—JAN. 29.—JOHN 4:5-15.—
"Whosoever drinketh of the water that I shall
give him shall never thirst."—John 4:14 .
EARLY in his ministry, in sending forth the Apostles to preach the Kingdom of God at hand, our Lord had instructed them that they were not to go amongst Gentiles nor to Samaritan cities to deliver their message. It was easy to avoid the Gentiles, because comparatively few of them resided in Palestine: the governors of the land, Herod and Pilate, the centurions, and the soldiers, were probably the only Gentiles they were likely to meet, and these they were to seek to avoid, as the message of the Kingdom was not for them. But it was a difficult matter to avoid the Samaritans, for the district called Samaria lay between Judea proper and Galilee, and was necessarily passed through repeatedly by our Lord and his chosen twelve.
The Samaritans, it will be remembered, were not Jews, altho they were worshipers of God, and had come largely under the influence of the teachings of the Law. They were descendants of those mixed peoples which were placed in possession of the land of Israel, as colonists, when the ten tribes were taken captive and colonized amongst the Gentiles. As the Israelites in a foreign land took up with the religious customs of those lands to a large extent, so these Gentiles, transported to Palestine, took up with many of the religious customs, etc., related thereto. But their belief in God, and the fact that they worshiped the true God, did not constitute them proper subjects for the Gospel call, which was confined exclusively to the natural seed of Abraham up to the time of our Lord's rejection;—then their house was left desolate, and the middle wall of partition between them and other nations was broken down, and the Gospel of the Kingdom was sent forth, without restraint, to whosoever would have the ears to hear it.
It was while our Lord and his disciples were passing through this Samaritan territory, between Galilee and Judea, that, coming to one of the cities of Samaria, he was refused entertainment, and James and John inquired, Wilt thou that we command fire from heaven to destroy them? and Jesus refused, saying that his mission was one of salvation and not of destruction. The Samaritans did not refuse entertainment because they were opposed to the Lord and his teachings, for, quite to the contrary, they apparently would have been very willing to receive him, recognizing him as a teacher sent from God, who performed many wonderful works. Their refusal to entertain him was because he did not purpose to stop with them to teach them, perform miracles in their midst, heal their sick, etc., but was merely passing through in his journey to perform his miracles upon and teach the Israelites.
It was while our Lord and the Apostles were similarly passing through Samaria again, that, weary with his journey, and probably not wishing to appear unkind, nor to be similarly repulsed again, Jesus waited beside Jacob's well, and rested, while the Apostles went to the city of Sychar to replenish their stock of provisions. And in the interim a woman of Samaria met Jesus at the well, when she came to draw water. It was evidently with less of a desire for the water for his own comfort, than from a desire to teach the woman, that [R2423 : page 26] our Lord asked her for a drink. While he could not invite her, or any other Samaritan, to a place in the Kingdom, which was the central thought of his Gospel, he could nevertheless appropriately give her some food for thought, which later on might do her good, and prepare her to have a hearing ear against the time when the Gospel call would be unrestricted—for whosoever hath an ear to hear.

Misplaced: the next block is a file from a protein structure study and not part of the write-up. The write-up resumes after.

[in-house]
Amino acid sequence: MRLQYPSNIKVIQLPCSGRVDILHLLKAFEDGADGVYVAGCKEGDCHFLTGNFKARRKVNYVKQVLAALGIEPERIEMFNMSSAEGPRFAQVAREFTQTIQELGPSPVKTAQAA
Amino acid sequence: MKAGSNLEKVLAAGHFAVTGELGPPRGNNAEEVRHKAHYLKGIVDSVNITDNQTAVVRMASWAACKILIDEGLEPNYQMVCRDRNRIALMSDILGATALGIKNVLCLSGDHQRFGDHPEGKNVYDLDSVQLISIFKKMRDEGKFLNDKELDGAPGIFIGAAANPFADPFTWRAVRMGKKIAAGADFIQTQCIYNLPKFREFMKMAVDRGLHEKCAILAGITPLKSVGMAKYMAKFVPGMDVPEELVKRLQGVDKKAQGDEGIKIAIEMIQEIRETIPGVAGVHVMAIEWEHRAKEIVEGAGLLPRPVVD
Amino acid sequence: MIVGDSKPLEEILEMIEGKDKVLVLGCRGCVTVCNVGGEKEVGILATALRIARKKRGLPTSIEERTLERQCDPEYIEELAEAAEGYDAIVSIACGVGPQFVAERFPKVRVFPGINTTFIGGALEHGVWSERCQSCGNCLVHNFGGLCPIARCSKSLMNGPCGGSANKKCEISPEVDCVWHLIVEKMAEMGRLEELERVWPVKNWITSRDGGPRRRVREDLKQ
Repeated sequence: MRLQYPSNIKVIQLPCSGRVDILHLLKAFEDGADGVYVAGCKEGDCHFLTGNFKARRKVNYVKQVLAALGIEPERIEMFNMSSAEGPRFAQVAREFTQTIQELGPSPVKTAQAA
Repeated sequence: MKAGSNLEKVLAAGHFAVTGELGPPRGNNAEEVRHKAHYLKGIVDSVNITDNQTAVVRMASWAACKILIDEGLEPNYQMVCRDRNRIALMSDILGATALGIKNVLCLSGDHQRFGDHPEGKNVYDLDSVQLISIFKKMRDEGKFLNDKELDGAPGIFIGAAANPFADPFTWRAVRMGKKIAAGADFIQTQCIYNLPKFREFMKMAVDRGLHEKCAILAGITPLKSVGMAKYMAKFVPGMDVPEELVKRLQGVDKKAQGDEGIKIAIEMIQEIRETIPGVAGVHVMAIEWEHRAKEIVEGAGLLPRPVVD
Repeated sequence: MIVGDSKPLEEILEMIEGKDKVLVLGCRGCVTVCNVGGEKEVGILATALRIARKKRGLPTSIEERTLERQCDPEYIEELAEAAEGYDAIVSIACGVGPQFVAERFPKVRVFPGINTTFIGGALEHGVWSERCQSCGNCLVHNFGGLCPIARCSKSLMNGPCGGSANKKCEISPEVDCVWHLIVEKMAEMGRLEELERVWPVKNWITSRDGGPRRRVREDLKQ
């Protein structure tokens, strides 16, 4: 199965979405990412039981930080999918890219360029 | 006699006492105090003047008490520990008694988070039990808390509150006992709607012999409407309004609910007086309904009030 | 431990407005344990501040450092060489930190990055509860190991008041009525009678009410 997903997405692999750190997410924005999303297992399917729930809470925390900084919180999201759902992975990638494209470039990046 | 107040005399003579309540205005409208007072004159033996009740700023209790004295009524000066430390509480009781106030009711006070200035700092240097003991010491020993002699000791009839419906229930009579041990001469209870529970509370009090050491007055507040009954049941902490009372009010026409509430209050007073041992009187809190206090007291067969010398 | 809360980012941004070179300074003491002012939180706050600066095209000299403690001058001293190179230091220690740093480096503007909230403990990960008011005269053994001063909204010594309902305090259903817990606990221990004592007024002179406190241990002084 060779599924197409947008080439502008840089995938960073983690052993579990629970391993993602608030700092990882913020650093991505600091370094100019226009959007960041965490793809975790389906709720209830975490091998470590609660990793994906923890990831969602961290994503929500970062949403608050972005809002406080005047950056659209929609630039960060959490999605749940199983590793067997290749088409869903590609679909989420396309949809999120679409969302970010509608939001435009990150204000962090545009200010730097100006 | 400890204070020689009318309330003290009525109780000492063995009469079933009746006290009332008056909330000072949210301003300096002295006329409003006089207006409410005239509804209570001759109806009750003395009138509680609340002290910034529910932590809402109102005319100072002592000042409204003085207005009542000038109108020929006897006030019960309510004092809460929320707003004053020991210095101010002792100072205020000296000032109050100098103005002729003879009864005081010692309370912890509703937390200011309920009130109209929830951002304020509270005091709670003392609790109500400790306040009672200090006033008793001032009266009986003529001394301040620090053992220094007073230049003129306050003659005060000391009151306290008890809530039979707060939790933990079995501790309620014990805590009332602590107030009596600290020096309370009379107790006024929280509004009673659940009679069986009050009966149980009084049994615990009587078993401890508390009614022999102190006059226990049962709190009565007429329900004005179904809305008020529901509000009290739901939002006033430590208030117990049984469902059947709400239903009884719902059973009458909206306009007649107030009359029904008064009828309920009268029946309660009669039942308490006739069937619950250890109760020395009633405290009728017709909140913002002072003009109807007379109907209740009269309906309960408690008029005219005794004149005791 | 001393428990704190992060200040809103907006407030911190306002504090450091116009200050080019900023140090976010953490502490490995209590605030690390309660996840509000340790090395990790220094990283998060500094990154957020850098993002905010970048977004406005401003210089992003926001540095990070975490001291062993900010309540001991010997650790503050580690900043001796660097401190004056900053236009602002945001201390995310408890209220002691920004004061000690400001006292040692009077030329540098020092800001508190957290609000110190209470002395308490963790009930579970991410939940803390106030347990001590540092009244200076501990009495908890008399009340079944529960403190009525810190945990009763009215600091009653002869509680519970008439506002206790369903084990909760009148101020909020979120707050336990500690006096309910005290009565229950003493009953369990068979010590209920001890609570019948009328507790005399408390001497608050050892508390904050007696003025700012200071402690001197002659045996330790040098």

The completeness of separation between the Jews and Samaritans, as of different classes or castes, is clearly shown in the woman's surprised reply to our Lord's request. Not that the Samaritans were averse to having fellowship with the Jews, but that the Jews, imbued with the thought that the promises of God were to the seed of Abraham exclusively, would "have no dealings with the Samaritans," would ask no favors of them, and apparently would grant few favors to them. While our Lord was bound to act in line with that truth, that the seed of Abraham, and the promises made to it, were distinct and separate from all others, yet he was not influenced by feelings of pride, caste, etc., and in this instance he pursued a policy in harmony with the Apostle's admonition—that good be done to all men as we have opportunity,—preferably to the household of faith. (Gal. 6:10.) For the time our Lord was not in a position to speak to Israelites, to do them good, and he was prompt to embrace the opportunity to do what good he could to even a Samaritan woman. And therein is a lesson for all of his followers to-day: we should serve the household of faith wherever possible, but when this is impossible, and an opportunity offers, we should seek to do some good to others—to speak words which may help them by and by, if not in the present time or age.
Not entering into a dispute with the woman, nor into explanations of the distinction between the seed of Abraham and others, our Lord proceeds to talk of something much more important to her, and in this also sets a good example to all those who would speak his truth in his name, in his way, wisely. He told the woman of a more important matter,—that he alone could give the water of life. While physically he was weary, and needed the natural water, yet in a higher sense the woman was the weary one, heavy-laden with sin, who needed the invigorating water of life of which the Lord himself is the fountain.
The thought in the expression, "living waters," is that of a fresh spring in contrast with stagnant waters, which become contaminated and foul. The water which our Lord proposed to give the woman was certainly not the holy spirit, for this is distinctly termed the gift of the Father, and is symbolized by the anointing oil. The water of life is the truth, which both cleanses and refreshes. A portion of this our Lord could properly give to the Samaritan woman, if she were hungering and thirsting after it, and he did give her a drink of it.